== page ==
A group of retired police officers works through the ruins of the Tubbs Fire in Santa Rosa, California.
Stephen Lam/Reuters

A morning roundup of the day’s news.

“Where humans meet wild forests”: In a primal view, the wildfires ravaging communities in northern California represent the chaos that can unspool in those liminal spaces “between the wilds and the built,” Wired writes—the type of disaster that humans can’t fully harness:

A fire’s progress through the forests and wildlands of North America isn’t exactly formulaic, but scientists understand it reasonably well. In the city, though? “Most wildland firefighters are not trained in structural protection, but the urban fire departments are not trained to deal with dozens or hundreds of houses burning at the same time,” says Volker Radeloff, a forestry researcher at the University of Wisconsin. “When these areas with lots of houses burn, the fires become very unpredictable.”

Buildings, the material bits of cities, don’t burn like woodlands. “A wildfire typically doesn’t last in one spot more than a minute or two. In grass it can be like 10 seconds,” says Mark Finney, a US Forest Service researcher at the Missoula Fire Sciences Laboratory. “But structures can burn for a long time. That means they have a long time to be able to spread the fire, to be able to ignite adjacent structures.”

  • See also: Authorities are at a loss in pinning down the cause of those 17 wildfires. (AP)

Size matters: Whether built around coal, steel, manufacturing, or hospitals, smaller U.S. cities have straggled behind larger ones in recession recovery, according to a Brookings analysis that sees this geographic inequality deepening with automation tech and global forces. (New York Times)

Fizzing out: Just about two months after Chicago’s soda tax took effect, lawmakers are now repealing the controversial policy—the largest such tax in the nation. That’s a major win for Big Soda, and a major loss for the national soda tax movement backed by top public health officials and Michael Bloomberg. (Washington Post)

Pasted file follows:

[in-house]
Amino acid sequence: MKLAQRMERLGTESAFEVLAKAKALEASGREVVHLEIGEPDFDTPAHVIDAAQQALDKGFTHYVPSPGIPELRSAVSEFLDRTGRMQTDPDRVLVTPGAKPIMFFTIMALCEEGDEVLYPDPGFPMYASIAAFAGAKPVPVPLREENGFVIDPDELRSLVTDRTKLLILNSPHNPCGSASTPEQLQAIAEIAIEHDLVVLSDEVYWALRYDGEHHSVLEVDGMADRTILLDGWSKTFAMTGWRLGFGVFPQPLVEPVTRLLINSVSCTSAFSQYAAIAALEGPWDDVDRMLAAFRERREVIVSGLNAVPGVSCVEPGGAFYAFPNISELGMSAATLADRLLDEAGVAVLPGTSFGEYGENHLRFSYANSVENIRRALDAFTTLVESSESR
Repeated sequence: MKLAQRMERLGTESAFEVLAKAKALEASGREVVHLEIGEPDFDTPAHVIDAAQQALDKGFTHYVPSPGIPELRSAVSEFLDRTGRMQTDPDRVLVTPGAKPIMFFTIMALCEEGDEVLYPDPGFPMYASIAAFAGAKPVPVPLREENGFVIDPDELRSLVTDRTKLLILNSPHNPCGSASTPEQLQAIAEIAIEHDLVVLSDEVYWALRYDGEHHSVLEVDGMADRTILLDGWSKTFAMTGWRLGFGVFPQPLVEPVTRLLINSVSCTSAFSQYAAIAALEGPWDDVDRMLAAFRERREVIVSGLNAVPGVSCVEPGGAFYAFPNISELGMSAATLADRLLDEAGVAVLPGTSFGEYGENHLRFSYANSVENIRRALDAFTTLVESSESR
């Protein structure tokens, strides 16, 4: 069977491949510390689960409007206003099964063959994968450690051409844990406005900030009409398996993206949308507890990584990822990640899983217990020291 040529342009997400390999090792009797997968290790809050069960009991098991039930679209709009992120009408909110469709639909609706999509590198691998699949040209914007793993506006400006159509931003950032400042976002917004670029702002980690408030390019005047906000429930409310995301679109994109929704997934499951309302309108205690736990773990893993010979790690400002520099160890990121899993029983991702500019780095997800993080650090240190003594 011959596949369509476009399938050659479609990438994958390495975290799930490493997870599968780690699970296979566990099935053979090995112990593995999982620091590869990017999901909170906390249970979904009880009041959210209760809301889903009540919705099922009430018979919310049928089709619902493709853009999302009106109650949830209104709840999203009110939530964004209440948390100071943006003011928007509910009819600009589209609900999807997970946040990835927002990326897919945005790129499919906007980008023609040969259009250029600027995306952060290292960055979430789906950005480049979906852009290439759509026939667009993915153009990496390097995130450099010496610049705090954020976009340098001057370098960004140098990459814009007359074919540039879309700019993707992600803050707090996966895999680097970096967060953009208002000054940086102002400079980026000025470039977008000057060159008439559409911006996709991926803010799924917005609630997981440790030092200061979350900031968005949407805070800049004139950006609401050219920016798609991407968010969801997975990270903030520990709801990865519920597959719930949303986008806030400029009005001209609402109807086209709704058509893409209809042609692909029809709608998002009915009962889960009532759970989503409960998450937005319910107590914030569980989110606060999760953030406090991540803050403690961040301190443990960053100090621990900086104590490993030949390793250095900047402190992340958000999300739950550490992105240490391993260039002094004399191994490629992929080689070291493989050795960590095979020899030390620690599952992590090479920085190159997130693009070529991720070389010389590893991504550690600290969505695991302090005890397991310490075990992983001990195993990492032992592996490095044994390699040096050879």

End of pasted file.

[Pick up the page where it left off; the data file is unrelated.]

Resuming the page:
Great Lakes revival: Downtown Milwaukee is seeing its biggest growth surge since World War II, with two major developments—a 32-story office tower, and the upcoming Milwaukee Bucks arena—bookending 100 new real estate projects. (New York Times)

Sunshine testing ground: The solar-powered, car-optional  community of Babcock Ranch in Southwest Florida will be home to America’s first self-driving shuttle network. (Fast Company)

The urban lens:

Share your city on Instagram using #citylabontheground.

About the Author

Most Popular

  1. A photo of a Google employee on a bicycle.
    Equity

    How Far Will Google’s Billion-Dollar Bay Area Housing Plan Go?

    The single largest commitment by a private employer to address the Bay Area’s acute affordable housing crisis is unique in its focus on land redevelopment.

  2. Equity

    Berlin Will Freeze Rents for Five Years

    Local lawmakers agreed to one of Europe’s most radical rental laws, but it sets the stage for a battle with Germany’s national government.

  3. A person tapes an eviction notice to the door of an apartment.
    Equity

    Why Landlords File for Eviction (Hint: It’s Usually Not to Evict)

    Most of the time, a new study finds, landlords file for eviction because it tilts the power dynamic in their favor—not because they want to eject their tenants.

  4. Environment

    Paris Wants to Grow ‘Urban Forests’ at Famous Landmarks

    The city plans to fill some small but treasured sites with trees—a climate strategy that may also change the way Paris frames its architectural heritage.

  5. A photo of a new apartment building under construction in Boston.
    Equity

    In Massachusetts, a ‘Paper Wall’ of Zoning Is Blocking New Housing

    Despite the area’s progressive politics, NIMBY-minded residents in and around Boston are skilled in keeping multi-family housing at bay.

×